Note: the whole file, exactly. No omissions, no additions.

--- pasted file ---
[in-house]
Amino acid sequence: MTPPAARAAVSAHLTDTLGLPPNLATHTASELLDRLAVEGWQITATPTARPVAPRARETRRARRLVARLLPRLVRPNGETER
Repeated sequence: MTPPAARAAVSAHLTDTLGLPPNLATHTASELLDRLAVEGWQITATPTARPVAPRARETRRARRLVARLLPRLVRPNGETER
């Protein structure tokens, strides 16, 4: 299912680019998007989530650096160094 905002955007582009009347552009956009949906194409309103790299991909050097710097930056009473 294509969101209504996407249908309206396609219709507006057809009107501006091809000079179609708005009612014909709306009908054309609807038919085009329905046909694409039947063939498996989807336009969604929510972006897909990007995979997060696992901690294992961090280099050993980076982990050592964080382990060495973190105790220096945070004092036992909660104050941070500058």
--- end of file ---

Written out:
[in-house]
Amino acid sequence: MTPPAARAAVSAHLTDTLGLPPNLATHTASELLDRLAVEGWQITATPTARPVAPRARETRRARRLVARLLPRLVRPNGETER
Repeated sequence: MTPPAARAAVSAHLTDTLGLPPNLATHTASELLDRLAVEGWQITATPTARPVAPRARETRRARRLVARLLPRLVRPNGETER
């Protein structure tokens, strides 16, 4: 299912680019998007989530650096160094 905002955007582009009347552009956009949906194409309103790299991909050097710097930056009473 294509969101209504996407249908309206396609219709507006057809009107501006091809000079179609708005009612014909709306009908054309609807038919085009329905046909694409039947063939498996989807336009969604929510972006897909990007995979997060696992901690294992961090280099050993980076982990050592964080382990060495973190105790220096945070004092036992909660104050941070500058």